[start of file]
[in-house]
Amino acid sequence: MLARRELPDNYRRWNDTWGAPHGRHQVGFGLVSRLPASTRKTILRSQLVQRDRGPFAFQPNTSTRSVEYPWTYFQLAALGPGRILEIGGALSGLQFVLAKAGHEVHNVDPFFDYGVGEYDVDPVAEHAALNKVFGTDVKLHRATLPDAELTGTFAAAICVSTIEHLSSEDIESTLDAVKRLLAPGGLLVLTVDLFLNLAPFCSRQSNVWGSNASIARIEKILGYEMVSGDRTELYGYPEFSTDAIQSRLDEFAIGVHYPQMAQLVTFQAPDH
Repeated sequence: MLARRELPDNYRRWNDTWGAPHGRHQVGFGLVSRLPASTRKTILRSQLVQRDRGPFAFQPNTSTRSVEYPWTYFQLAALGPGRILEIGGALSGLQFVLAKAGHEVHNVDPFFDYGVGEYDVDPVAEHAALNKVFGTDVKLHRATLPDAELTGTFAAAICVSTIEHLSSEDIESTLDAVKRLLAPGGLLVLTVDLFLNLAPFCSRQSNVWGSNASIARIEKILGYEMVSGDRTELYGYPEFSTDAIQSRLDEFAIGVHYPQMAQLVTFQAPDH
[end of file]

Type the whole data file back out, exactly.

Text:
[in-house]
Amino acid sequence: MLARRELPDNYRRWNDTWGAPHGRHQVGFGLVSRLPASTRKTILRSQLVQRDRGPFAFQPNTSTRSVEYPWTYFQLAALGPGRILEIGGALSGLQFVLAKAGHEVHNVDPFFDYGVGEYDVDPVAEHAALNKVFGTDVKLHRATLPDAELTGTFAAAICVSTIEHLSSEDIESTLDAVKRLLAPGGLLVLTVDLFLNLAPFCSRQSNVWGSNASIARIEKILGYEMVSGDRTELYGYPEFSTDAIQSRLDEFAIGVHYPQMAQLVTFQAPDH
Repeated sequence: MLARRELPDNYRRWNDTWGAPHGRHQVGFGLVSRLPASTRKTILRSQLVQRDRGPFAFQPNTSTRSVEYPWTYFQLAALGPGRILEIGGALSGLQFVLAKAGHEVHNVDPFFDYGVGEYDVDPVAEHAALNKVFGTDVKLHRATLPDAELTGTFAAAICVSTIEHLSSEDIESTLDAVKRLLAPGGLLVLTVDLFLNLAPFCSRQSNVWGSNASIARIEKILGYEMVSGDRTELYGYPEFSTDAIQSRLDEFAIGVHYPQMAQLVTFQAPDH